Lehigh University
The Vault at PfaffsAn Archive of Art and Literature by the Bohemians of Antebellum New York
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Text for Page 175 [01-16-1862]

	     Allie�s second Marriage.
tion.   �Hullo, Allie!� said Watson, one day,
when she made her appearance at the �Picayune�
office, with Coville, �how are you?�      �Mrs. Co-
ville, if you please!� she responded.        She des-
pised Coville, marrying him only that she might
be kept.    He was an ignorant little cub but a
good dentist.     His family was wroth at the
acquisition, but helped him, and for a year or
two, I fancy, Allie�s life may have been less raf-
fish than heretofore.        
In instincts she was thoroughly Bohemian.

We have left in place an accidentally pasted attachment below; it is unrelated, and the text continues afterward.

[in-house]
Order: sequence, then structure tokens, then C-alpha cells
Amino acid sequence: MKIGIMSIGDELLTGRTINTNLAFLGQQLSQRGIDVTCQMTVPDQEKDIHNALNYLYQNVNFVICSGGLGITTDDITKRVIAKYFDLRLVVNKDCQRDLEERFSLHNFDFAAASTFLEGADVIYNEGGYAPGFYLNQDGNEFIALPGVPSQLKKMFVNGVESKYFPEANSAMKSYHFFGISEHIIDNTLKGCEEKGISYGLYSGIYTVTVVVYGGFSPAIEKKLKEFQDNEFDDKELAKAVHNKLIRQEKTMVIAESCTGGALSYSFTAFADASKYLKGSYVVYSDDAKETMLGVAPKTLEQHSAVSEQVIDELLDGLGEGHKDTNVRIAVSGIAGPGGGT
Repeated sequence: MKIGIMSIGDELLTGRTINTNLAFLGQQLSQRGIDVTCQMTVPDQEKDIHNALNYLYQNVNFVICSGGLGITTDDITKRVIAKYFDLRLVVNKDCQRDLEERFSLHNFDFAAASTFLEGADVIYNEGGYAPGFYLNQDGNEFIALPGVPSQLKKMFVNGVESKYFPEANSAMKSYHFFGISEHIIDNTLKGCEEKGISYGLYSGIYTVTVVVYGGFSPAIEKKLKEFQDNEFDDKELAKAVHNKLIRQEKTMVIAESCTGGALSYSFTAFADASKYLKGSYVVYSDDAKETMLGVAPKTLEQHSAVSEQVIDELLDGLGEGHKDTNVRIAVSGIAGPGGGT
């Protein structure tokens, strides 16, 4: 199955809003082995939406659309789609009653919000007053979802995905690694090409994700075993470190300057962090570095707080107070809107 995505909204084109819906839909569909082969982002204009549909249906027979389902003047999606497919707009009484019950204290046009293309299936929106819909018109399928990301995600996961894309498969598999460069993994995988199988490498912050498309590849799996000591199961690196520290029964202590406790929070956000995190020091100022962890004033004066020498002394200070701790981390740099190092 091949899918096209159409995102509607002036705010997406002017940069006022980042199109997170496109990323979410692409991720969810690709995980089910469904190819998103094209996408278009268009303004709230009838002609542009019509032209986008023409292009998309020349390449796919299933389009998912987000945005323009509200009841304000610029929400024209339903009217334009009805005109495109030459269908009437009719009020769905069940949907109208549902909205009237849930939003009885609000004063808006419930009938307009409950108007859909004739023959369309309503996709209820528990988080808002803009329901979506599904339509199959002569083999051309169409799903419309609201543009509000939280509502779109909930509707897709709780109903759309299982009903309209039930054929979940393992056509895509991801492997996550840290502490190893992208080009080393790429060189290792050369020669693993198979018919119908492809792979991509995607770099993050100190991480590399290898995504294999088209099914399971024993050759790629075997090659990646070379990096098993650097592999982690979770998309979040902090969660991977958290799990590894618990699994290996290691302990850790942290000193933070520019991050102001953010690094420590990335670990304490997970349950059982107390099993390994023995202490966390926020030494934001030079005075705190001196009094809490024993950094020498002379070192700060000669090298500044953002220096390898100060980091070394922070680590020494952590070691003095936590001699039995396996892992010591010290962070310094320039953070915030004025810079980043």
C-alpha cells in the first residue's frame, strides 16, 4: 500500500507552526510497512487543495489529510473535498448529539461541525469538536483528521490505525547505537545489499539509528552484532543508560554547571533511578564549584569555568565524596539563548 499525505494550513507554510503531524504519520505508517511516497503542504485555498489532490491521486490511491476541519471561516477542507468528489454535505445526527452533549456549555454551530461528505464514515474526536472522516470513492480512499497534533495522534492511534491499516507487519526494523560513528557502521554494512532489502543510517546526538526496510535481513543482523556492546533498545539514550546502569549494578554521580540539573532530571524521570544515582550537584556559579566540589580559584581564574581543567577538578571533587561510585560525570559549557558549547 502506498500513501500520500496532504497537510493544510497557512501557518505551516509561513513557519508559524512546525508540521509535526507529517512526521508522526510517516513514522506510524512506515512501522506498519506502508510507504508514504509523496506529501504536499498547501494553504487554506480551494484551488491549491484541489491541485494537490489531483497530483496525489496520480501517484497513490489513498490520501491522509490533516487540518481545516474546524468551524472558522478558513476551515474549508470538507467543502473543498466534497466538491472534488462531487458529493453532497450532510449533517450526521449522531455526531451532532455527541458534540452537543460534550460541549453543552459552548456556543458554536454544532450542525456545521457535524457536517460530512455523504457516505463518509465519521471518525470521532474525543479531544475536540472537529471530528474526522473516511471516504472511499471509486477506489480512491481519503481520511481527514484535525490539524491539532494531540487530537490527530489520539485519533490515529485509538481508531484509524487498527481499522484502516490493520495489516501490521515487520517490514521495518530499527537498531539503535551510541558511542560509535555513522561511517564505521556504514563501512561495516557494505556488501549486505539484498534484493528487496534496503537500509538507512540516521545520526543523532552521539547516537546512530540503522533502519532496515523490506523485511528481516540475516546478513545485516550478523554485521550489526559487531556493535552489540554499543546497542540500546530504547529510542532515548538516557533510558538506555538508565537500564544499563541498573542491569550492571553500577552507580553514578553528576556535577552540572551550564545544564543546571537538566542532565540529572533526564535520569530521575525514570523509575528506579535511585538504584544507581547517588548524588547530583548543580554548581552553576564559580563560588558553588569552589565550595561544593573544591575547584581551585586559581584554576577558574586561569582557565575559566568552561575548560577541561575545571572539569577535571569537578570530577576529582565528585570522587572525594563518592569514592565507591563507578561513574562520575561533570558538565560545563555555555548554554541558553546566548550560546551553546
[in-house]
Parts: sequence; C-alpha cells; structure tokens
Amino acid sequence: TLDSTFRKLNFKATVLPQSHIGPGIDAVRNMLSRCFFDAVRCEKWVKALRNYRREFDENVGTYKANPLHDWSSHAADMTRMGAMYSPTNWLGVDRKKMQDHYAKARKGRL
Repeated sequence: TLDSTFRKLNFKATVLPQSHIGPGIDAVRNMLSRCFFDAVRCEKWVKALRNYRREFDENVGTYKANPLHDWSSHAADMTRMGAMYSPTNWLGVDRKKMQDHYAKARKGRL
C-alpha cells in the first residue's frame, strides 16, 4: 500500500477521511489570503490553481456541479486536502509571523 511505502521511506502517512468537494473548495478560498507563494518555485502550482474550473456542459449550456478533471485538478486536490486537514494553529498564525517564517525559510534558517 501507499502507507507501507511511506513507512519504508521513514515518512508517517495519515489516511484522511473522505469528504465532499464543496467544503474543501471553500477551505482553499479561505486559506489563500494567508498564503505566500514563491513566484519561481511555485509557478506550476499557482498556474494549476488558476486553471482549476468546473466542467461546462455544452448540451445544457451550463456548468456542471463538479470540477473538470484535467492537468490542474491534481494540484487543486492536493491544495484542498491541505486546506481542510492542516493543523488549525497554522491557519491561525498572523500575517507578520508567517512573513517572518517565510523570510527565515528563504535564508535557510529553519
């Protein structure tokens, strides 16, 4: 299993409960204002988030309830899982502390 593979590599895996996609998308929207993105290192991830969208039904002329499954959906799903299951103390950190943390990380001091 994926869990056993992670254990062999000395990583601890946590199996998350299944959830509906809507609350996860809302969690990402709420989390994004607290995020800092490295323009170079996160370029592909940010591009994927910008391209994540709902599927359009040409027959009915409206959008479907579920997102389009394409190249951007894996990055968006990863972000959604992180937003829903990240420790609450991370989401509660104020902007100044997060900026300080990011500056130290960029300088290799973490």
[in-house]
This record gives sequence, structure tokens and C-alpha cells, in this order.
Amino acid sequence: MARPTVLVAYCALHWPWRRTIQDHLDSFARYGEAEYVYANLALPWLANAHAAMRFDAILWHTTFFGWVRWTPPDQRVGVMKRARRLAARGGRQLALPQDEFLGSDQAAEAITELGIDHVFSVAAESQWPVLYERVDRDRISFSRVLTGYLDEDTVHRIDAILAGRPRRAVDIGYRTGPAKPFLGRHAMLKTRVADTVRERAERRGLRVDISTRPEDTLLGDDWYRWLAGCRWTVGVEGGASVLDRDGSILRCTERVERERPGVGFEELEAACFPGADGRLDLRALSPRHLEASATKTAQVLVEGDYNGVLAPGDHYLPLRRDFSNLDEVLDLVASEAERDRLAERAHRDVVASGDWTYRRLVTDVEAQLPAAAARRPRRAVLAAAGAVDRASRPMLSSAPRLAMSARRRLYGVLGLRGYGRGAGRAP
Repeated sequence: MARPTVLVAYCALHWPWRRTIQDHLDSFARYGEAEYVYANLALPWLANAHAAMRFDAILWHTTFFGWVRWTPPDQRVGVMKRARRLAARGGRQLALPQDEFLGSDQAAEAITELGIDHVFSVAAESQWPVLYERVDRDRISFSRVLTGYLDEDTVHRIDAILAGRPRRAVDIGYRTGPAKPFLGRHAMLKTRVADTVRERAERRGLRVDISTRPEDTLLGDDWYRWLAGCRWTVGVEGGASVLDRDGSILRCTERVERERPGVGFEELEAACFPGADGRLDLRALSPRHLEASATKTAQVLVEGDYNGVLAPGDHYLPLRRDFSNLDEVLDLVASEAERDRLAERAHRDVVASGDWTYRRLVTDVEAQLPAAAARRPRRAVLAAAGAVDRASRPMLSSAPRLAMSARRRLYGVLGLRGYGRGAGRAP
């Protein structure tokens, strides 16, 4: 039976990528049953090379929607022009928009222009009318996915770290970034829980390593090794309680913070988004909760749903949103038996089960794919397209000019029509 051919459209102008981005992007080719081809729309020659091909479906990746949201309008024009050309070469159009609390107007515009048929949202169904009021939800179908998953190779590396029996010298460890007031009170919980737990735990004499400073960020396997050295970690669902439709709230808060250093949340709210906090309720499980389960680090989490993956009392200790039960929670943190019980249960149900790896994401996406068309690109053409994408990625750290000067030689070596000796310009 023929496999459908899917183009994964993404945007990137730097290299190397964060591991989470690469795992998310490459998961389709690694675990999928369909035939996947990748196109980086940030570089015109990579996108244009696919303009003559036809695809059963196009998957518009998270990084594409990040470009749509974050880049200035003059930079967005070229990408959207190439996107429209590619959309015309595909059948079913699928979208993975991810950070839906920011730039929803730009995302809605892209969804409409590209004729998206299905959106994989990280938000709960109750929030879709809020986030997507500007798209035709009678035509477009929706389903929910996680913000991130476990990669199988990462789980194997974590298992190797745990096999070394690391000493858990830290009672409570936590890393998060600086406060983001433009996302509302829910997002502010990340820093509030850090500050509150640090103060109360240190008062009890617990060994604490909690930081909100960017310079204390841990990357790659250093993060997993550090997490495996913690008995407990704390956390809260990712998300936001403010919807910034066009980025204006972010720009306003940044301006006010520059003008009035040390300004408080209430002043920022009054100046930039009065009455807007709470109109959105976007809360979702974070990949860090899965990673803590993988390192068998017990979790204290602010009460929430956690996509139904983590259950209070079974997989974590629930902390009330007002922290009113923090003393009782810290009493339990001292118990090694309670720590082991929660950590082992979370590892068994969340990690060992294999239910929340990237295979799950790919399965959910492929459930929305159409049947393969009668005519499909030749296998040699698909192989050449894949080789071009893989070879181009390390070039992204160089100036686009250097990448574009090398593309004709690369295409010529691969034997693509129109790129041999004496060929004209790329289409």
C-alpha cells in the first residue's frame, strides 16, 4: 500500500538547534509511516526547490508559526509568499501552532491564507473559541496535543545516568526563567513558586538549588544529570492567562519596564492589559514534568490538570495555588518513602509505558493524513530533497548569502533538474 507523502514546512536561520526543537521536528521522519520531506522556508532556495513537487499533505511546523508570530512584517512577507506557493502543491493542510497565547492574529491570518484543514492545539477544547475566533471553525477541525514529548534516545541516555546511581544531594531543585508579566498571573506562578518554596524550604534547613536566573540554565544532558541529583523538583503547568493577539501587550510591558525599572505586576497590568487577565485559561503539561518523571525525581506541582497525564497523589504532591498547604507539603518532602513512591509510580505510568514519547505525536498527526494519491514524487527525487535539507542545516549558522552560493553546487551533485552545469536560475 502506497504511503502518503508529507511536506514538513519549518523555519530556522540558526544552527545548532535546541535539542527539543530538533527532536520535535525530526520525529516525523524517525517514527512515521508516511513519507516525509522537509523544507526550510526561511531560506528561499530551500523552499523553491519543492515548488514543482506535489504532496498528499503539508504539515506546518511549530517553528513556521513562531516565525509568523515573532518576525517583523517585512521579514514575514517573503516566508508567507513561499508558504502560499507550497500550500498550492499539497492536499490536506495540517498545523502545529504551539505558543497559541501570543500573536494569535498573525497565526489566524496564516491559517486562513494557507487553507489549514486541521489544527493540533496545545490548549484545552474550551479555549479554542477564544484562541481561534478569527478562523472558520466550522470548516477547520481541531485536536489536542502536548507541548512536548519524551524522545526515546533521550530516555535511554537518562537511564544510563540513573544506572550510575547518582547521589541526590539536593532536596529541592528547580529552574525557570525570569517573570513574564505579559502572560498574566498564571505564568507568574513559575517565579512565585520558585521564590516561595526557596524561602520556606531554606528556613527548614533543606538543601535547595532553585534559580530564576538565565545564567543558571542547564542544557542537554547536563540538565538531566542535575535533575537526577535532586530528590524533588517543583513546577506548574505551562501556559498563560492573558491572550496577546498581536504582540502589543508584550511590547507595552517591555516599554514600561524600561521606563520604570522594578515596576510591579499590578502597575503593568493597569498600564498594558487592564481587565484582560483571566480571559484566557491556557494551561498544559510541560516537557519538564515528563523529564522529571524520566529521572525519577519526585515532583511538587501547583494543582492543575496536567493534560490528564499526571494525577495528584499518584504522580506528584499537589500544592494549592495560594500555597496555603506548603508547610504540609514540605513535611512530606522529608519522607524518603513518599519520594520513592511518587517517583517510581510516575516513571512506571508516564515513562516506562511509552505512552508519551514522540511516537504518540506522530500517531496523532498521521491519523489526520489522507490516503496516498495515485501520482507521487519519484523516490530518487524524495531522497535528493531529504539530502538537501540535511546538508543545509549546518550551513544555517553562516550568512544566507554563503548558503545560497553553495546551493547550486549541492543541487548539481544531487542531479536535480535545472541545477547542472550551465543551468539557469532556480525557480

Haney has told me of her coming into the
�Picayune� with some money in her hand � two or
three bills � the Sunday papers having unexpectedly
paid up � when she told Glover that if he�d
visit her that evening, she�d give him one of the
best oyster stews or �roasts� that could be had in
New York City.         Glover, with a delighted face,
agreed.       I remember her inviting me to visit
her, more than once, but I never went.      Banks
did, but for a very few times, his bawling
tavern talk and Satyr-gallantry displeased
the women.   Allie must now, as Mrs. Eytinge,
be better off for material comforts than ever before
in her life; for she and her sister led but mise-
rable lives:   �They didn�t make it Pay,� depones
Watson �� and they might have done so!�  Glover               
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